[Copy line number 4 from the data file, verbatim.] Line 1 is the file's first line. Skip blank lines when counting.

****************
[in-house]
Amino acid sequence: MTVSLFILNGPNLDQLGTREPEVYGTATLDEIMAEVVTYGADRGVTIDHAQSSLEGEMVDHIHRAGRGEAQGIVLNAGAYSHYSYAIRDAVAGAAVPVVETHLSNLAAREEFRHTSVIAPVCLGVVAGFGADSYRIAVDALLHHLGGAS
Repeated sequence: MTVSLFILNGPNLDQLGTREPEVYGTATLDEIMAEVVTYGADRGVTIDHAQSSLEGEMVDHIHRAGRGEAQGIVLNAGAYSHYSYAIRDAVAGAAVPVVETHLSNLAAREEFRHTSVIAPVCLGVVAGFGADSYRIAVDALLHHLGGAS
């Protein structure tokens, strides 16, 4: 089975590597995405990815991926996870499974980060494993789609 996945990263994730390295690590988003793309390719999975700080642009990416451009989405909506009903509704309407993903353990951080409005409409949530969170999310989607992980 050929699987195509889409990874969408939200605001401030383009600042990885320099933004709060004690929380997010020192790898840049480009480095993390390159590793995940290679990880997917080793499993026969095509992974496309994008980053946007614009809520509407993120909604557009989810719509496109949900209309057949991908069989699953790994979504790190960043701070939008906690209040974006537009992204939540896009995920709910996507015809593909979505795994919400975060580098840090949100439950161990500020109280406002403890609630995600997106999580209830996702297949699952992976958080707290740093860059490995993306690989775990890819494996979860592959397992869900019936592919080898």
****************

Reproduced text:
């Protein structure tokens, strides 16, 4: 089975590597995405990815991926996870499974980060494993789609 996945990263994730390295690590988003793309390719999975700080642009990416451009989405909506009903509704309407993903353990951080409005409409949530969170999310989607992980 050929699987195509889409990874969408939200605001401030383009600042990885320099933004709060004690929380997010020192790898840049480009480095993390390159590793995940290679990880997917080793499993026969095509992974496309994008980053946007614009809520509407993120909604557009989810719509496109949900209309057949991908069989699953790994979504790190960043701070939008906690209040974006537009992204939540896009995920709910996507015809593909979505795994919400975060580098840090949100439950161990500020109280406002403890609630995600997106999580209830996702297949699952992976958080707290740093860059490995993306690989775990890819494996979860592959397992869900019936592919080898």